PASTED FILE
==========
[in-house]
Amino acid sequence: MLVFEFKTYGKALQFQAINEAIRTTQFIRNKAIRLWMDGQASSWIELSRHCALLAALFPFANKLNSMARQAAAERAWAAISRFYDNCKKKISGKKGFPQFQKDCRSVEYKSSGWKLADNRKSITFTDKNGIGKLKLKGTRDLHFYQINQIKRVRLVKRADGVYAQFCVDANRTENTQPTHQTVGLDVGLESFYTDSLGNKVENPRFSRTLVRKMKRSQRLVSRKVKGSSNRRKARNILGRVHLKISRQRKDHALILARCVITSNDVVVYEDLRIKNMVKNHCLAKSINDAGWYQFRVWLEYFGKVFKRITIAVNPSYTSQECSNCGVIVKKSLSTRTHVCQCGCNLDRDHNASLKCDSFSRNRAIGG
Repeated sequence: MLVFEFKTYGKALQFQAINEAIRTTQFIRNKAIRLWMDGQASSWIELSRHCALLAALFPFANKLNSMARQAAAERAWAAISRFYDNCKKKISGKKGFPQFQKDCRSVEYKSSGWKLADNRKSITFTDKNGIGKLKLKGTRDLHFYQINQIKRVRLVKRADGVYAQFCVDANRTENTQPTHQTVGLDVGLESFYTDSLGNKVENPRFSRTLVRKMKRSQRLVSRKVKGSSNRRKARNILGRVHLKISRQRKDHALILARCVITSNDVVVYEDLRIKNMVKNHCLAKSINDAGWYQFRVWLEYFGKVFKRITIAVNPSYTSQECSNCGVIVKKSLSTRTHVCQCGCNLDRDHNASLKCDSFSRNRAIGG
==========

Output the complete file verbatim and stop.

[in-house]
Amino acid sequence: MLVFEFKTYGKALQFQAINEAIRTTQFIRNKAIRLWMDGQASSWIELSRHCALLAALFPFANKLNSMARQAAAERAWAAISRFYDNCKKKISGKKGFPQFQKDCRSVEYKSSGWKLADNRKSITFTDKNGIGKLKLKGTRDLHFYQINQIKRVRLVKRADGVYAQFCVDANRTENTQPTHQTVGLDVGLESFYTDSLGNKVENPRFSRTLVRKMKRSQRLVSRKVKGSSNRRKARNILGRVHLKISRQRKDHALILARCVITSNDVVVYEDLRIKNMVKNHCLAKSINDAGWYQFRVWLEYFGKVFKRITIAVNPSYTSQECSNCGVIVKKSLSTRTHVCQCGCNLDRDHNASLKCDSFSRNRAIGG
Repeated sequence: MLVFEFKTYGKALQFQAINEAIRTTQFIRNKAIRLWMDGQASSWIELSRHCALLAALFPFANKLNSMARQAAAERAWAAISRFYDNCKKKISGKKGFPQFQKDCRSVEYKSSGWKLADNRKSITFTDKNGIGKLKLKGTRDLHFYQINQIKRVRLVKRADGVYAQFCVDANRTENTQPTHQTVGLDVGLESFYTDSLGNKVENPRFSRTLVRKMKRSQRLVSRKVKGSSNRRKARNILGRVHLKISRQRKDHALILARCVITSNDVVVYEDLRIKNMVKNHCLAKSINDAGWYQFRVWLEYFGKVFKRITIAVNPSYTSQECSNCGVIVKKSLSTRTHVCQCGCNLDRDHNASLKCDSFSRNRAIGG